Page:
While the construction sector recovered quickly from the Covid-19 pandemic it faces both a short and longer-term problem with labour shortages. In August data presented by the ONS shown that there were 35,000 vacancies to be filled. By 2015 the CITB anticipate the sector will need to recruit an additional 217,000 new workers just to meet demand.
Source: Noble Francis of the CPA via Twitter.
There are a multitude of factors involved in the labour shortage:
In the short term, there are an estimated 100,000 construction workers still on furlough, who are expected to remain on the scheme until it finally ends. Once the scheme ends, dependent on the numbers who decide to remain in the industry, it should help ease the labour shortage, however previous recessions have shown that many construction workers leave the sector not to return.
The loss of many EU workers - around 1.3 million have left the UK over the past year either because of returning to their families during the pandemic or due to our departure from the EU. Over the past four years the EU construction workforce in the UK has declined by 54% with London, being the hardest hit region.
The new points-based immigration system, with an emphasis on attracting higher paid professionals or where skills are known to be missing is likely to exclude roles such HGV drivers, general labourers, and lower paid jobs.
An aging demographic within the workforce – 32% of the workforce is over 50, so within the next 15 years it is expected that 500,000 workers will be lost. The lack of appeal to younger workers means that less than half of the 36,000 people in construction further education end up taking up a job in the sector.
Obviously, the numbers don’t stack up, but the present government maintains that it can be resolved with UK labour. Whilst the UK needs to address the issue and undertake a successful recruitment and training campaign it will not be achieved in the short term. To continue the recovery impetus should be aided by placing skilled occupations such as bricklayers and trained HGV drivers on the “Shortage Occupation List” enabling recruitment visas to be easier obtained.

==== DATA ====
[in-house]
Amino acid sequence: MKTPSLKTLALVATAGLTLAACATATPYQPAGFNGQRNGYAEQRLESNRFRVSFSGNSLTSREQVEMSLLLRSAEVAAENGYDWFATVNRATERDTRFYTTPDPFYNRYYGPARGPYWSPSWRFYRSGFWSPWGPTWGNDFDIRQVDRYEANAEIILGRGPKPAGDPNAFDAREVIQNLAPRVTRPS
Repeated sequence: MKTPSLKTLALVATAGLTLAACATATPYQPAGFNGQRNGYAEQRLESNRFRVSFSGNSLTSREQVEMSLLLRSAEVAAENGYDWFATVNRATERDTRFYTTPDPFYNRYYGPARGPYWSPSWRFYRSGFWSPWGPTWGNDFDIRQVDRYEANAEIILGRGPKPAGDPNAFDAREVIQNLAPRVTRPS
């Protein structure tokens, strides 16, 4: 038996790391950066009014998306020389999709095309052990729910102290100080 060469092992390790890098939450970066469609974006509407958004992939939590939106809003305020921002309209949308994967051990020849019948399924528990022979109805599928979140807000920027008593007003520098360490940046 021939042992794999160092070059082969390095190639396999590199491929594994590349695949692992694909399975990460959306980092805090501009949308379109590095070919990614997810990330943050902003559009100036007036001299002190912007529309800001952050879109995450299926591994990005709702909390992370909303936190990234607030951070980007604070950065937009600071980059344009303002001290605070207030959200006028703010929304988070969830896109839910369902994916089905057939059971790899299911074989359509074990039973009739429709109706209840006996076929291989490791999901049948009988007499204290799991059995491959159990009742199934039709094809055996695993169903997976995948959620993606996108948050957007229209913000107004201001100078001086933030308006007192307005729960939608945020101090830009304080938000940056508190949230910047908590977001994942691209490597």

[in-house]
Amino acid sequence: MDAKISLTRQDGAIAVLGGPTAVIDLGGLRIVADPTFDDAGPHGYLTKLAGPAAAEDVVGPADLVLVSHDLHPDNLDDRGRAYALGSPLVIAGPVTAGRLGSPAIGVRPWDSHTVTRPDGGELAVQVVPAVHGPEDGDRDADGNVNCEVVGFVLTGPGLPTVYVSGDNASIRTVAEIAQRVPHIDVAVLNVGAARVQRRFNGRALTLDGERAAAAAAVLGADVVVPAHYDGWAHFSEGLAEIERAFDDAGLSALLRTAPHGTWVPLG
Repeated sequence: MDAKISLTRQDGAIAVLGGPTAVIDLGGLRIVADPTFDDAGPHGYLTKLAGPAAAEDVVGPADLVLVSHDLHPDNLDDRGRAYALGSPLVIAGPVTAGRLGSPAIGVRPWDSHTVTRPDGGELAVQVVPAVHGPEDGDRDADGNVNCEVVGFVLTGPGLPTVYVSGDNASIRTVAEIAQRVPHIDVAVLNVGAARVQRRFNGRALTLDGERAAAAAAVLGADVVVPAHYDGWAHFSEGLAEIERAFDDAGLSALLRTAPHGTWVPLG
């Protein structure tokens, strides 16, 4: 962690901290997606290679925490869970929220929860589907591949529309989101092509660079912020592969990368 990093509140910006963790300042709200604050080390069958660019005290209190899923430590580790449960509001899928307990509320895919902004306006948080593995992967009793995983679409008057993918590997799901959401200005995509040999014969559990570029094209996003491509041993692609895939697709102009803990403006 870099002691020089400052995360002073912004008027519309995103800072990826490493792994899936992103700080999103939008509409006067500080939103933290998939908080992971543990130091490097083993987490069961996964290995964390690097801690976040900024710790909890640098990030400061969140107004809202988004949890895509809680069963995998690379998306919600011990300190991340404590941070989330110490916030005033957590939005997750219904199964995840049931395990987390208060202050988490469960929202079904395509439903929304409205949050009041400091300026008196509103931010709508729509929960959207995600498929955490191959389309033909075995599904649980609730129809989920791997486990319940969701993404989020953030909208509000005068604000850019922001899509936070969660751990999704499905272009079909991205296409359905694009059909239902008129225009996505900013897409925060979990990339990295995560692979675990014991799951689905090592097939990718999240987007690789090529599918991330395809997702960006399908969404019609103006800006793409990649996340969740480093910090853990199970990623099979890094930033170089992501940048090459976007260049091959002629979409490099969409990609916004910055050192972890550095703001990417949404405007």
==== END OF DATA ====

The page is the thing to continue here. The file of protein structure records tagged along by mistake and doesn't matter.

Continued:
The current situation is that employers are faced with an increased workload, while looking at a decreasing pool of labour that can use the supply and demand dynamic to push wage costs higher. This was highlighted in August as labour costs were reported to have increased by 3.6% in the month.
In the short term this will impede the recovery while the long-term threat of increased labour costs will impact on tender price inflation.
One of the effects of the UK / EU trading agreement was the end of harmonised regulatory standards which contributed to frictionless trade movement. With this the Government announced that it was replacing CE Marking with a new “UK Conformity Assessed” mark for goods placed on the market since 1st January 2021.
Various bodies have reported that there are insufficient Approved Bodies and resources to be able carry out assessment for UK manufacturers in time, with some items such as radiators and specialist glass having little or no UK testing facilities.
Additionally UK testing centres cannot certify products for the EU market. The EU has stated that for conformity with EU legislation, it will not accept test reports (existing or new) issued by UK testing bodies. New products developed by UK companies will have to use an EU Notified Body to enable affixing of the CE marking for the EU market. This requires duplication of testing and conformity assessment for the UK and the EU markets leading to extra costs and delays.
It initially allowed a grace period until the end of 2021. In August the government announced that it was extending this period until the 1st of January 2023.